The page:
Google says that automated rank-checking tools should be avoided because it taxes Google’s servers.  OK, let’s take this argument at face value.  Automated checking does add a tremendous volume to the number of searches.  I gave an example the other day of how one website adds 1200 searches.  If that is done responsibly once every 4 – 6 weeks, ad there are a mere 1000 websites searching, the burden is not too big, especially if most of the searches are happening at off-hours when Google’s servers are underused.  However, if 100,000 websites are doing automated searches every day during peak usage hours, perhaps digging deeper into the SERPs, that could start taxing Google’s servers.

Let’s further assume that Google has a hidden agenda.  Let’s assume it does not like automated rank checking because people are getting a free ride from Google – conducting billions of searches without ever visiting Google and being exposed to paid search advertising.  Let’s face it, why should Google give away huge volumes of free search to webmasters without requiring them to view the PPC ads that bring in Google’s revenues?

So how would Google RankCheck help Google?

First, Google could control when and how automated searches occurred.  It could, for instance queue the automated searches for the next available down turn in bandwidth usage, or it could simply schedule it at an appropriate hour.  Problem solved.

Second, it could make money, which is what a corporation like Google is supposed to do.  Instead of giving away tons of free search to webmasters who don’t even visit Google to make the searches, Google could sell the software.  An official Google RankCheck tool would sell much, much better than Web Position.  Google could make a beautiful case, too:

“We are in search.  Manual search of one phrase at a time is free to everyone, including webmasters checking how they rank.  However, if you want to conduct bulk searches, you can purchase Google RankCheck for a modest fee.”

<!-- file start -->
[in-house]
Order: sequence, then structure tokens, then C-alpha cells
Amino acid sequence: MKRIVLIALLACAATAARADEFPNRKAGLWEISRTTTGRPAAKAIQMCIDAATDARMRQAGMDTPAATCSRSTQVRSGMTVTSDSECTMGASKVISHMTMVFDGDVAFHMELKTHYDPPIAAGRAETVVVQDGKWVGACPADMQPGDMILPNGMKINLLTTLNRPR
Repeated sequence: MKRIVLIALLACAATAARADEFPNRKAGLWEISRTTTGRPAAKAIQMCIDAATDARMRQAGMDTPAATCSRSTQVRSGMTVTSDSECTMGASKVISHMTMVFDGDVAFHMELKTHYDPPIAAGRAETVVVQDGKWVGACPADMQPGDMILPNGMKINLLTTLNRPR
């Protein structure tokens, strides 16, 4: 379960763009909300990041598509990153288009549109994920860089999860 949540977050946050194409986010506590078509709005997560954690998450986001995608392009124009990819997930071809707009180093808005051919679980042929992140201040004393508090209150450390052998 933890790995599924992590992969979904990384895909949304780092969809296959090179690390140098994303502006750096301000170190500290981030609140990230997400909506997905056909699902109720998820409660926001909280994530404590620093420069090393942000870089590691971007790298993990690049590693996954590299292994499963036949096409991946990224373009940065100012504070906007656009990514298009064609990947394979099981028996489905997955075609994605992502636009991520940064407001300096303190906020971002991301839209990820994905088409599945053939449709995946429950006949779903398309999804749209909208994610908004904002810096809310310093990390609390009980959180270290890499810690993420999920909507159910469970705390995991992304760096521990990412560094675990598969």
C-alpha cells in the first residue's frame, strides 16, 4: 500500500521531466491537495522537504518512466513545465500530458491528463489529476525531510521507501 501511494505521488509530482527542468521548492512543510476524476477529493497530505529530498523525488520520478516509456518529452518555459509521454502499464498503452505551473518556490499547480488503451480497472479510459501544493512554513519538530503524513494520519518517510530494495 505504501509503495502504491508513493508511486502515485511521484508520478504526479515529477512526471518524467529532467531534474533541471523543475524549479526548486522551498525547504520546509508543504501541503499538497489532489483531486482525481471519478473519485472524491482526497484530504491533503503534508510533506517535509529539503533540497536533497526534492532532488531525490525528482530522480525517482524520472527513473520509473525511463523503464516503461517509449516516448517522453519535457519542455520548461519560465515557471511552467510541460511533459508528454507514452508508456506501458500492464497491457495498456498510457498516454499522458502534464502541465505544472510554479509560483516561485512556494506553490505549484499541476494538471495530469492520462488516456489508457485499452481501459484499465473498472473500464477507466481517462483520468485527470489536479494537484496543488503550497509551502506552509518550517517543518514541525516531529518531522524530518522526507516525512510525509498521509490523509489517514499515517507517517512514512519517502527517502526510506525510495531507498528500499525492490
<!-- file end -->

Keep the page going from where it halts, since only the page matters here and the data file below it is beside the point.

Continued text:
There would be advantages for webmasters, too.  Google could give people the option of viewing rankings in various locales.  For instance, if I want to see how my website is ranking in San Francisco, Chicago and Miami, I could specify that (you know how Google results differ from place to place).

Perhaps there are other advantages for Google or for webmasters.  Why not share your thoughts on that with readers by posting your comment below.

Google Blocks Automated Rank Checking

Aug 25, 2008 - filed under clients, Google, rankings 4 Comments
 

Google has been threatening…er, promising to block rank-checking software such as WebPosition for years, and even mentions them by name in their webmaster guidelines.  It seems like Google has finally decided to honor its promise and block the software.

I was last able to check rankings on August 22.  Since then, nada.  A quick survey around the Web and it sounds like a lot of other people found their automated ranking checks were blocked on August 1, August 5 or August 7.

What does this mean for SEO?  Quite a lot…and amazingly little.

 It means that we cannot check dozens of keywords quickly and painlessly.  Manually checking 50 search phrases for, let’s say, a dozen clients, often going onto the second or third page of Google means…let’s see…1200 manual searches.  Suppose there are two dozen clients.  Suppose there are 100 search terms.  You can do the math and see how time consuming this would be.